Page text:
The finance ministry, in its monthly economic review for January, has said the outlook for a reasonably low headline inflation rate is good in the upcoming months, with the stable downward movement in core inflation and moderation in food prices.

The retail inflation softened further to a three-month low of 5.10% in January 2024. Going forward, the outlook for the Indian economy appears bright, says the report said.

According to the latest release of inflation data for January 2024, month-on-month momentum in price indices of vegetables, pulses and overall food items is (-) 4.2%, (-) 0.9% and (-) 0.7%, respectively. “It is expected that food inflation will moderate further in the upcoming months.” 

The central bank in its latest bi-monthly policy meeting had revised the inflation projection for Q4 FY24 downward to 5%, from 5.2% in the previous MPC meeting. The RBI also kept the policy rate unchanged at 6.5% to facilitate full monetary transmission. 

“With the stable downward movement in core inflation and moderation in food prices, the outlook for a reasonably low headline inflation rate is good,” the ministry adds. 

The central bank during February’s MPC meeting had also forecast that India’s real GDP will grow at 7% in FY25, with risks evenly balanced. The ministry report says prospects of healthy rabi harvesting, sustained manufacturing profitability and underlying service resilience can support economic activity in FY25.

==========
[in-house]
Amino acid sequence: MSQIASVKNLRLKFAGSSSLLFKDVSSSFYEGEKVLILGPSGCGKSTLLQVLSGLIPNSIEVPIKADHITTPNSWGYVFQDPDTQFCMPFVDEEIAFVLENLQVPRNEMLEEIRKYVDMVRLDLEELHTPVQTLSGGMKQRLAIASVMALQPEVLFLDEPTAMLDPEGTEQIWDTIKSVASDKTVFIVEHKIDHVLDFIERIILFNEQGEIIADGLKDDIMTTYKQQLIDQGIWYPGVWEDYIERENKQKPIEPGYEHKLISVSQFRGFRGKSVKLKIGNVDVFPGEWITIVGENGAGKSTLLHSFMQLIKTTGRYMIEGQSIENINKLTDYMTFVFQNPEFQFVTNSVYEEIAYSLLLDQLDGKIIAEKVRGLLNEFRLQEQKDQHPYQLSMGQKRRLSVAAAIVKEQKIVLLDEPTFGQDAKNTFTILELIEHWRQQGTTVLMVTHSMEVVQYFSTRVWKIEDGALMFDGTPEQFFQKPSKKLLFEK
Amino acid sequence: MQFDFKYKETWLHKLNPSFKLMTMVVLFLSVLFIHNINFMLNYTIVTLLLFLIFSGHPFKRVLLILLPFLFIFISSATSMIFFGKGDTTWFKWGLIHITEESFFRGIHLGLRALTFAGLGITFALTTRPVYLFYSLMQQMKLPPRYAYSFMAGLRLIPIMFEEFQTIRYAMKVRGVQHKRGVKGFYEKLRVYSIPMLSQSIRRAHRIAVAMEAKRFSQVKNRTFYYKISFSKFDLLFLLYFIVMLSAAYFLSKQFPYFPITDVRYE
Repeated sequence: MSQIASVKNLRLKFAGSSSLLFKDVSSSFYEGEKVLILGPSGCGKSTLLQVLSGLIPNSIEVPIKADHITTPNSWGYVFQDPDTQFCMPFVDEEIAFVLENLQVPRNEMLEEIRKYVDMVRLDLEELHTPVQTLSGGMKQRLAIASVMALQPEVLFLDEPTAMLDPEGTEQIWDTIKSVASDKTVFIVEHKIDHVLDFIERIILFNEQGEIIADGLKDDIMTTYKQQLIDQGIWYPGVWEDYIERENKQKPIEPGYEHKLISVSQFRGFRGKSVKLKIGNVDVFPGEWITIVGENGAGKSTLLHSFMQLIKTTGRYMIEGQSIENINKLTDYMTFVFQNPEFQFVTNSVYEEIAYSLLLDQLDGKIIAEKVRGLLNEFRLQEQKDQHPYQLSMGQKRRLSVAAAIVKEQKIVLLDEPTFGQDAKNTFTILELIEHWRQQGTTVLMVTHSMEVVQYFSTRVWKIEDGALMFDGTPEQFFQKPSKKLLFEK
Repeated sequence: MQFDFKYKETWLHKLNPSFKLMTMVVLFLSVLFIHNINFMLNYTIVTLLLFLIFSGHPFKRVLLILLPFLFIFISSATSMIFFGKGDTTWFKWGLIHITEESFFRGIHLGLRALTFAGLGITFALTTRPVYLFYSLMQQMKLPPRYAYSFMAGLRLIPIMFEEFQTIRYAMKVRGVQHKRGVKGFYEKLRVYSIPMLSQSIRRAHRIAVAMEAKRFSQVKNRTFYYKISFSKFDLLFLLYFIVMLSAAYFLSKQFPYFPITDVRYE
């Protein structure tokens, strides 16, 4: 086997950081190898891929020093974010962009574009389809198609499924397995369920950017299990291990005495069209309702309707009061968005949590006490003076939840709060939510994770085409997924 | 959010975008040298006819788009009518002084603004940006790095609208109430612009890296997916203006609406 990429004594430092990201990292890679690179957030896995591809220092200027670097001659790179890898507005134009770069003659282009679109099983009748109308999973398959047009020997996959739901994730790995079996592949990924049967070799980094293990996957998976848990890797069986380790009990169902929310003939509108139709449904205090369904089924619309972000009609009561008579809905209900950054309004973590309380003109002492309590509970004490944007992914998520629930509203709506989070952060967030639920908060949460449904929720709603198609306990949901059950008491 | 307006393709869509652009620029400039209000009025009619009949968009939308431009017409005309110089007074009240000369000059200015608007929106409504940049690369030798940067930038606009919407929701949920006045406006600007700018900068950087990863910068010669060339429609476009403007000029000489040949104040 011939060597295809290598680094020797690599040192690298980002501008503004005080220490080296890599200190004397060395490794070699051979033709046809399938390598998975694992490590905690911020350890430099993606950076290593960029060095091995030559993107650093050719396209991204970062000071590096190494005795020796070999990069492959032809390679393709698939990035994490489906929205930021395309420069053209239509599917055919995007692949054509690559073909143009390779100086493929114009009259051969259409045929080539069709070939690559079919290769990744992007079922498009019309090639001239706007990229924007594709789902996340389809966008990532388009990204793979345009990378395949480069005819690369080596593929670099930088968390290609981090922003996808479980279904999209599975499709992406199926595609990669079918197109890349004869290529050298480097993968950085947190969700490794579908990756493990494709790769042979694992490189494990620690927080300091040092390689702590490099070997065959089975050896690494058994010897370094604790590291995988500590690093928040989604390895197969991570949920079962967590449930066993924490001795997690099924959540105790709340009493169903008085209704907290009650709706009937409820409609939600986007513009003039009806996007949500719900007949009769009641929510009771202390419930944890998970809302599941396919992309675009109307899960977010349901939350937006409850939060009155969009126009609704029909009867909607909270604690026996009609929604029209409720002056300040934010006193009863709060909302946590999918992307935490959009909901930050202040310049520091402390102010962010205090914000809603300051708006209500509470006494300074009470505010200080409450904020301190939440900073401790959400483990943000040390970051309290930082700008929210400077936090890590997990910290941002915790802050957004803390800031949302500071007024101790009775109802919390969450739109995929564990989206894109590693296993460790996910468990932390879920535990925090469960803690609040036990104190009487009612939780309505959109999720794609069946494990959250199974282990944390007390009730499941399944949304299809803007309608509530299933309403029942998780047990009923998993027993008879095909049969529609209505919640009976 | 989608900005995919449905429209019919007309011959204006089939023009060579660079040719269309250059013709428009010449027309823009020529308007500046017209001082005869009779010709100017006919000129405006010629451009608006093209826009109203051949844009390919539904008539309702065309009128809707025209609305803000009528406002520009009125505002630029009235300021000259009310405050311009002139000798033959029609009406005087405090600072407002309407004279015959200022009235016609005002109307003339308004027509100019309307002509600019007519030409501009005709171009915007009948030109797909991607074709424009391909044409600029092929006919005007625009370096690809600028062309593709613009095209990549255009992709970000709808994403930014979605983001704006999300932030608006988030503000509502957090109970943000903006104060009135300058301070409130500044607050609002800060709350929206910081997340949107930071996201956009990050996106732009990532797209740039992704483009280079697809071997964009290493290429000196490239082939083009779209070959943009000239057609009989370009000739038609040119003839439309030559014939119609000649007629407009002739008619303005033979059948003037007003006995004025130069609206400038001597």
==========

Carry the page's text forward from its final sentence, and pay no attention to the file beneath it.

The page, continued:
On the demand side, household consumption is “expected to improve”, according to the government. “While prospects for capital formation are bright owing to an upturn in the private capex cycle, improved business sentiments, healthy balance sheets of banks and corporates, and the government’s continued thrust on capital expenditure.” 

Globally, there has been an improvement in the outlook for trade. The FinMin says the rising integration in the global supply chain will support net external demand. Headwinds from geopolitical tensions like supply-chain disruptions and higher logistics costs, volatility in international financial markets, and geoeconomic fragmentation, however, still “pose downside risks”, the government report opines. 

On the monetary stance, there are views that it could remain tight in the coming months. Notably, downside risks to trade include a spike in new commodity prices from geopolitical shocks, including continued attacks in the Red Sea and supply disruptions or more persistent underlying inflation in the developed world, which could extend tight monetary conditions.

These geopolitical issues could impact the expected recovery in global demand, thereby affecting the prospects for India’s exports, the finance ministry says. It suggests that persisting uncertainties for global output and trade growth demand finding ways to enhance the competitiveness and attractiveness of India’s exports. 

On the contrary, says FinMin, the average crude oil FOB price for the Indian basket for FY24 (up to 12 February 2024) at USD 82.2/bbl remains lower than the average of USD 93.2/bbl during FY23, the data shows. “Core inflation for FY24 (up to January 2024) is also the lowest since FY21 (MOSPI). Lower input prices and overall inflation can influence output growth positively, which in turn can further improve the prospects for exports.” 

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